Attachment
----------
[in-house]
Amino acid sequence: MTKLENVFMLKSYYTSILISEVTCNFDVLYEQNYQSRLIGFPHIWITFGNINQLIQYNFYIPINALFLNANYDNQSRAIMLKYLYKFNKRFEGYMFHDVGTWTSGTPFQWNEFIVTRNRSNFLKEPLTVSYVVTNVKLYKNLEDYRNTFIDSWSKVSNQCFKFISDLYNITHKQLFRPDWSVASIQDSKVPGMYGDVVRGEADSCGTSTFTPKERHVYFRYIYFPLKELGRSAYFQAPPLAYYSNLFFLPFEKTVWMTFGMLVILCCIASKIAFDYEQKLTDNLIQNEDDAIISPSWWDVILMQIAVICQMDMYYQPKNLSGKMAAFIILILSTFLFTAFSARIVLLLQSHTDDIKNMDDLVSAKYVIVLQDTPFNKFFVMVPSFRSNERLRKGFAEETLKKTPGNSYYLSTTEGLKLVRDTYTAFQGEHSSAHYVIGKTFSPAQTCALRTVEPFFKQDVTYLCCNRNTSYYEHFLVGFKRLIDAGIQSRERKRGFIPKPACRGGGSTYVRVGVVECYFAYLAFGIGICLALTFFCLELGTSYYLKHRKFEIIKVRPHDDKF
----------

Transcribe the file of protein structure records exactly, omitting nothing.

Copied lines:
[in-house]
Amino acid sequence: MTKLENVFMLKSYYTSILISEVTCNFDVLYEQNYQSRLIGFPHIWITFGNINQLIQYNFYIPINALFLNANYDNQSRAIMLKYLYKFNKRFEGYMFHDVGTWTSGTPFQWNEFIVTRNRSNFLKEPLTVSYVVTNVKLYKNLEDYRNTFIDSWSKVSNQCFKFISDLYNITHKQLFRPDWSVASIQDSKVPGMYGDVVRGEADSCGTSTFTPKERHVYFRYIYFPLKELGRSAYFQAPPLAYYSNLFFLPFEKTVWMTFGMLVILCCIASKIAFDYEQKLTDNLIQNEDDAIISPSWWDVILMQIAVICQMDMYYQPKNLSGKMAAFIILILSTFLFTAFSARIVLLLQSHTDDIKNMDDLVSAKYVIVLQDTPFNKFFVMVPSFRSNERLRKGFAEETLKKTPGNSYYLSTTEGLKLVRDTYTAFQGEHSSAHYVIGKTFSPAQTCALRTVEPFFKQDVTYLCCNRNTSYYEHFLVGFKRLIDAGIQSRERKRGFIPKPACRGGGSTYVRVGVVECYFAYLAFGIGICLALTFFCLELGTSYYLKHRKFEIIKVRPHDDKF